5 Steps to Better Risk Management for Builders

5 Steps to Better Risk Management for Builders

Just as important as building quality homes is knowing how to protect them—and the rest of your business assets—along the way. Liabilities are everywhere. Effectively mitigating those risks is central to go from breaking ground to handing over homeowner keys and beyond without major losses, out-of-pocket costs, and litigation.

So, what should a builder’s complete risk management plan look like?

The companies best at managing risk combine insurance policies, proactive warranty protections, and internal practices to keep exposures under control and away from their business. Following these five steps ensures risks never outweigh the rewards of building beautiful homes.

Step #1: Carry the Right Insurance

Building the right insurance coverage offers builders an important financial safeguard. However, no one-size-fits-all policy exists. The size and scope of the job dictate which combination of policies are appropriate. The following are most common for broad protection (in addition to commercial general liability and worker’s compensation policies).

  • Builder’s Risk

This specialized property insurance protects buildings under construction. Builder’s risk generally covers weather events, theft, and vandalism. The policy also addresses materials, supplies, and on-site equipment. Coverage ends when the project finishes.

  • Professional Liability

Mistakes happen. Professional liability insurance protects against losses incurred from errors or omissions in professional work. The coverage addresses the financial impact, such as court fees, of these mistakes but does not cover the cost of correcting them.

  • Pollution Liability

Pollutants include anything introduced into an environment not native to the habitat. Think paint, equipment fuel, and foam insulation just to name a few. This insurance covers liabilities caused by pollution incidents occurring at a job site. CGL policies often exclude pollution incidents which makes this an important separate coverage.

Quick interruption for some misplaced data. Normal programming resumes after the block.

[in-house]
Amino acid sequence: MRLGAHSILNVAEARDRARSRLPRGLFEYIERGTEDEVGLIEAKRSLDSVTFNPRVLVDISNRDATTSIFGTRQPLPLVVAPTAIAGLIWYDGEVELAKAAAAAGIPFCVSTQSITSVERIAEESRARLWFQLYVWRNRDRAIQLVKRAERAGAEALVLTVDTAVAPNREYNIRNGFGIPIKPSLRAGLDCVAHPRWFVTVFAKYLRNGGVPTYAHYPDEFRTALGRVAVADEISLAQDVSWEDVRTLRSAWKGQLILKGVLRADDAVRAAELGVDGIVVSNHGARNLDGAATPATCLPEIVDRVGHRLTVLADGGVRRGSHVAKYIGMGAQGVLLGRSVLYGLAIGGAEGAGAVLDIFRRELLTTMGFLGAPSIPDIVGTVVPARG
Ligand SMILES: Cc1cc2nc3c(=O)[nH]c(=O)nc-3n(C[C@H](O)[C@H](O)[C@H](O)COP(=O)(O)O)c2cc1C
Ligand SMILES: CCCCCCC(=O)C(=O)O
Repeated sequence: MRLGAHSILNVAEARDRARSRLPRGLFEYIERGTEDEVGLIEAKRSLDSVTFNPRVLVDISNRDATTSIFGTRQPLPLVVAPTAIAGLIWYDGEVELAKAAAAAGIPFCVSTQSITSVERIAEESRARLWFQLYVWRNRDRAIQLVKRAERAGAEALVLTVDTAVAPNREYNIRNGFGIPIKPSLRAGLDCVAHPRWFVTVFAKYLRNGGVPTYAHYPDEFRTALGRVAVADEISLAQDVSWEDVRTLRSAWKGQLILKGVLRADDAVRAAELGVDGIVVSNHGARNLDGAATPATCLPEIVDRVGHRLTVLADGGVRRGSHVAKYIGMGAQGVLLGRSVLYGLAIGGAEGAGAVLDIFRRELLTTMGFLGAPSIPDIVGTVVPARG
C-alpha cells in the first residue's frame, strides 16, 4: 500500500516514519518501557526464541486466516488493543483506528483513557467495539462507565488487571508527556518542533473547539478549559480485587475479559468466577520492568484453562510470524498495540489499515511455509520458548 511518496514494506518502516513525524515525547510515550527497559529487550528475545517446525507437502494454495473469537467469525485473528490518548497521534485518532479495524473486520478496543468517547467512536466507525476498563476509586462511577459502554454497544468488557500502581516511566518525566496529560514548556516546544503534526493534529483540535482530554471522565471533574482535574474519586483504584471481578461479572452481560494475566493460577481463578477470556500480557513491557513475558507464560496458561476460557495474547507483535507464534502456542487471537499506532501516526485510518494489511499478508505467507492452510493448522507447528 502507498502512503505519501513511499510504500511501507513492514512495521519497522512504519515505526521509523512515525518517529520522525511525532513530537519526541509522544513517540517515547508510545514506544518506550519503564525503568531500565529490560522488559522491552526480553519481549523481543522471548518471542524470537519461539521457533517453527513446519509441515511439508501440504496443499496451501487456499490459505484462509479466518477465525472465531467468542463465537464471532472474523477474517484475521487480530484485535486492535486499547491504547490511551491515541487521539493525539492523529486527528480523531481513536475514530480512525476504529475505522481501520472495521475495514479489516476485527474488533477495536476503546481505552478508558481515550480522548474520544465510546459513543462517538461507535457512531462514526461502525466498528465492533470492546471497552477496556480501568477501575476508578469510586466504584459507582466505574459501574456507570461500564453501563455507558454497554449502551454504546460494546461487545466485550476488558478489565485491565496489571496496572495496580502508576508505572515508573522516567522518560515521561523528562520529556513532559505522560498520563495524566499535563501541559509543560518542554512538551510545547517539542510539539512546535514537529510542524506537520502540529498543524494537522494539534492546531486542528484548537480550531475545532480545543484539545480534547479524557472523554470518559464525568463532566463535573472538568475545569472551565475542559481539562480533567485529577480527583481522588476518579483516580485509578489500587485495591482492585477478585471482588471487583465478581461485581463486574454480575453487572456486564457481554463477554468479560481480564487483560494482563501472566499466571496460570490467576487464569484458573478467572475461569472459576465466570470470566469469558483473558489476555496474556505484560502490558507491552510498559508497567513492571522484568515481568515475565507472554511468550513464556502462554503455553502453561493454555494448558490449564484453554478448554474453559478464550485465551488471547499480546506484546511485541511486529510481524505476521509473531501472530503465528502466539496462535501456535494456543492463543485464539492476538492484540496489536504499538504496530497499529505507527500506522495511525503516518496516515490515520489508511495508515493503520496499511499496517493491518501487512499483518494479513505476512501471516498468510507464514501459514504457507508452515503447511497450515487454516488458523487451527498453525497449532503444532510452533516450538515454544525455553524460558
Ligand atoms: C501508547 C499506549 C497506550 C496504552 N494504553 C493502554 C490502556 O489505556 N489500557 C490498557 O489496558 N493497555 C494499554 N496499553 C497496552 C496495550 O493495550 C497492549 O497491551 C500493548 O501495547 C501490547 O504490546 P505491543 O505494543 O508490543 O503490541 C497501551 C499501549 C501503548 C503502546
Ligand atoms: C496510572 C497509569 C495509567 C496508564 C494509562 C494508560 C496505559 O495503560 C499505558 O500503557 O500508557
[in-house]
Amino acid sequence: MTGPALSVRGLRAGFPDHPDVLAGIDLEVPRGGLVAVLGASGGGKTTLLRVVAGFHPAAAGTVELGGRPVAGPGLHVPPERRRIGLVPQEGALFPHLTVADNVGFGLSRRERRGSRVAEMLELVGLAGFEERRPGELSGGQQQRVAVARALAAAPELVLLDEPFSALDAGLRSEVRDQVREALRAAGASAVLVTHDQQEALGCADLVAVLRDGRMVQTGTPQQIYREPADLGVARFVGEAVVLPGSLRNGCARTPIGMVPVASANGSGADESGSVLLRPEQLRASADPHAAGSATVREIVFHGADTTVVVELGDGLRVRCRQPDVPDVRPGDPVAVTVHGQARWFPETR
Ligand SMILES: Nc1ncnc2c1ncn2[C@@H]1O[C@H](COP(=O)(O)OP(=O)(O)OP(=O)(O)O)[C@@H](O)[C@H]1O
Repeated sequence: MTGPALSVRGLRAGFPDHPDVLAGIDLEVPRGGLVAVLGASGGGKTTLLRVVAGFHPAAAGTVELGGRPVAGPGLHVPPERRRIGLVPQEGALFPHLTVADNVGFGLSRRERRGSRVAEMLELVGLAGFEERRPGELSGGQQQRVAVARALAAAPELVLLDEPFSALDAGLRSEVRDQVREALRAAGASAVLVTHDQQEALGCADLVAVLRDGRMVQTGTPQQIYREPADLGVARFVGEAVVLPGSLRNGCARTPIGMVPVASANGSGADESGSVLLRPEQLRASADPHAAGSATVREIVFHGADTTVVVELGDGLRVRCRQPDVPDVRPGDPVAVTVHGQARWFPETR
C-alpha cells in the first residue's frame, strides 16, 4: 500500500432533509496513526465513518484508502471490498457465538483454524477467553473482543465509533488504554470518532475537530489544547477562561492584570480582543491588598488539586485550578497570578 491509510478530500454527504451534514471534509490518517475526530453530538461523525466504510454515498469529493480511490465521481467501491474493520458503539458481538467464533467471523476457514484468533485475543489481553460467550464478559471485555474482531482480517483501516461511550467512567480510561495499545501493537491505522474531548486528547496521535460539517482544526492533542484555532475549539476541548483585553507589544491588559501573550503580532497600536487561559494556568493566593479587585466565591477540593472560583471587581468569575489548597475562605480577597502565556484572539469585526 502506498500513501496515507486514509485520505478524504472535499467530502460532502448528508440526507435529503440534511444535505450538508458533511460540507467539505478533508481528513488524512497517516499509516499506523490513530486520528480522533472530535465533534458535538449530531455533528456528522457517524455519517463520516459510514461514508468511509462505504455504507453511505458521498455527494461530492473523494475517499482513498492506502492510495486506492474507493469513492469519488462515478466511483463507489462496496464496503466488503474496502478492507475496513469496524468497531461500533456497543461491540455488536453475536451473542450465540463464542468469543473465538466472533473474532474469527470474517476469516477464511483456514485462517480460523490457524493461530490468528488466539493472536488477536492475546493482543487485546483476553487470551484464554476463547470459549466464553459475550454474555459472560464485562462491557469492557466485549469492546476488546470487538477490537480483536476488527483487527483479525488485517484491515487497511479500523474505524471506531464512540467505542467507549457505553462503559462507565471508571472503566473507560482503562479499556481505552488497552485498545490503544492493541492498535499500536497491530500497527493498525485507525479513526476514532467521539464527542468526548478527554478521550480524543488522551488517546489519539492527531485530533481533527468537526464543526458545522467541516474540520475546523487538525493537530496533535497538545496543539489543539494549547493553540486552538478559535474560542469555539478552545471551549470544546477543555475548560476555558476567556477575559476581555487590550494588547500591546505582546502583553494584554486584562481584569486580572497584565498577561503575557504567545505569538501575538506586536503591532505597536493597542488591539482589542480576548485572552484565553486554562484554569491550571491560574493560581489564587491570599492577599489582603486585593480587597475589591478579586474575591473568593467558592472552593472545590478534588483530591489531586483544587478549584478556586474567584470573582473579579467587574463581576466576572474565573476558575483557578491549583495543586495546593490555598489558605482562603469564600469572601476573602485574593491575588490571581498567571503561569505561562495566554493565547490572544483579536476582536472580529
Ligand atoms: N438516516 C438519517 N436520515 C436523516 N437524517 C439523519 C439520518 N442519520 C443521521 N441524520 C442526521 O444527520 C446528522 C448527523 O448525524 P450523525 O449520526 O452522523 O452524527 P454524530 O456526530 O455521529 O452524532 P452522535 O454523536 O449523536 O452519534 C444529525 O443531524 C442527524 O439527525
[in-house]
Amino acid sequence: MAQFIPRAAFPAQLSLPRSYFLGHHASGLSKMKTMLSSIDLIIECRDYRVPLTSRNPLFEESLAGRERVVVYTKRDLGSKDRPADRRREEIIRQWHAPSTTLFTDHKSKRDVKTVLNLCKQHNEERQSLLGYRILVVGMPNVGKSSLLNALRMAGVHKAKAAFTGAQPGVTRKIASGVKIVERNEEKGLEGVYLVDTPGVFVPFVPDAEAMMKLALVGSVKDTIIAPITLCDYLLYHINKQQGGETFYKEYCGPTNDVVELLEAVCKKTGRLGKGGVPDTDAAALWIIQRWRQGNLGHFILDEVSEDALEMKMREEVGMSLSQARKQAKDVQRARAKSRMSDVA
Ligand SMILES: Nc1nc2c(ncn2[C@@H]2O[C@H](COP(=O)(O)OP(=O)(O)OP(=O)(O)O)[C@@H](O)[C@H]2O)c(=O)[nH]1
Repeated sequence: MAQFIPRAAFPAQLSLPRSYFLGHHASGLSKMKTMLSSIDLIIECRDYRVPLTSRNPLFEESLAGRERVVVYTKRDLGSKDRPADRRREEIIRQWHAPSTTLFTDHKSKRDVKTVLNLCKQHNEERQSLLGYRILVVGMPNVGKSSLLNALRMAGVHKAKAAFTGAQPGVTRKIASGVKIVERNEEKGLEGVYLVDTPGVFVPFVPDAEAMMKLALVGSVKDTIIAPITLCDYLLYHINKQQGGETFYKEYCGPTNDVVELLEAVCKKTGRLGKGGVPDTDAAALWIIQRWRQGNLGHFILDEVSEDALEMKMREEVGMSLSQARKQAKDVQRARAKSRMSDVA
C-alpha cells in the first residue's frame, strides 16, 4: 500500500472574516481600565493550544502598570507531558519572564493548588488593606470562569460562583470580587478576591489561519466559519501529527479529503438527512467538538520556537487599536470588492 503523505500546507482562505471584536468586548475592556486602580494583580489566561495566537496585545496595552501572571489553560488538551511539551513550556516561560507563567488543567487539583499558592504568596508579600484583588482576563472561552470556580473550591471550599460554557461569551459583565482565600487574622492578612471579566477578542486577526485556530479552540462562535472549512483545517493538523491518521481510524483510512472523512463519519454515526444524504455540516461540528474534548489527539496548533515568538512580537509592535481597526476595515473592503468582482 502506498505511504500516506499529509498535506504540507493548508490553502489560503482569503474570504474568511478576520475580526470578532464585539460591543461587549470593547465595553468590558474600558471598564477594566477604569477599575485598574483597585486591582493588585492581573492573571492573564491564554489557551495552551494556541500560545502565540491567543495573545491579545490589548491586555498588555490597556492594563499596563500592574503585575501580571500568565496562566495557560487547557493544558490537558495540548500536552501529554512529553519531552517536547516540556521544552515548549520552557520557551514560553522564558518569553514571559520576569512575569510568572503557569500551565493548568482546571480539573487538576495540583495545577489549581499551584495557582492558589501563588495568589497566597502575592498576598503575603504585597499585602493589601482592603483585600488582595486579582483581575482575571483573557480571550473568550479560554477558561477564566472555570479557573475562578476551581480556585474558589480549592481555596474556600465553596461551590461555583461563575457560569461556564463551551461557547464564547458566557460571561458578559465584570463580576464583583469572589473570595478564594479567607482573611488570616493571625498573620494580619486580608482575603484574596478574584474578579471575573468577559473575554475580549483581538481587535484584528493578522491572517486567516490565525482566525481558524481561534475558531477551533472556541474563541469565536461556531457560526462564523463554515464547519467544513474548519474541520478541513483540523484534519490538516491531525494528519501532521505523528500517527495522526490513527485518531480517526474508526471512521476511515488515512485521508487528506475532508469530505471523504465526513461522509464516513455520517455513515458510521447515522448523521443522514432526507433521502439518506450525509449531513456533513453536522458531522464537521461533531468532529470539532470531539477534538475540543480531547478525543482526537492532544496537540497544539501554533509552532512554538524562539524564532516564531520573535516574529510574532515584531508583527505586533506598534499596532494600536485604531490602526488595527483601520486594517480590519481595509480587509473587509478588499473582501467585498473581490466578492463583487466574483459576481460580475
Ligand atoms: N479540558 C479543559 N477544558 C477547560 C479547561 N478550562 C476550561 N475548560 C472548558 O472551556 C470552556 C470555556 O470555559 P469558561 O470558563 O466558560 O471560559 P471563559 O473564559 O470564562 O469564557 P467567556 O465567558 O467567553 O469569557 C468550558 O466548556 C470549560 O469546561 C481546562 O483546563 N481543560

• Business Vehicle and Commercial Auto

Home builders with vehicles titled to the business or with employees using personal vehicles for professional use need an auto insurance policy. The coverage includes injuries or damages to third parties and their property caused by a driver operating a vehicle. The policy should include all owned, hired, and non-owned vehicles affiliated with the company’s work.

  • Inland Marine/Equipment Floater

This policy applies to builders transporting equipment, tools, and supplies between work sites. Other coverages mentioned apply specifically to the job site. Inland marine protects what happens between those sites.

  • Cyber Risk

Cyber insurance is important for builders using third-party technology or smart devices on job sites. Cyber liability covers network security failures, which can include data breaches, malware infections, cyber extortion, ransomware, and business email compromises.

A common builder misconception is “The general liability policy covers it all.” Unfortunately, that is not true. Even adding the policies listed above do not create total protection. Standard general liability policies are reactive, covering third-party damages after they occur. An insurance-backed warranty serves as a proactive partner protecting the builder from the costs of structural defects before they cause damage or injury.

A PWSC structural warranty specifies the builder’s responsibilities to the homeowner related to construction quality. With standard structural warranties, the builder affirms a new home will be free of qualified structural defects for 10 years or the state’s statute of repose. Should a defect covered by the agreement occur, the warranty provides coverage for the repair. Good builder warranties should also come with a defined claims resolution process that helps save builders and owners time and money by keeping issues out of court.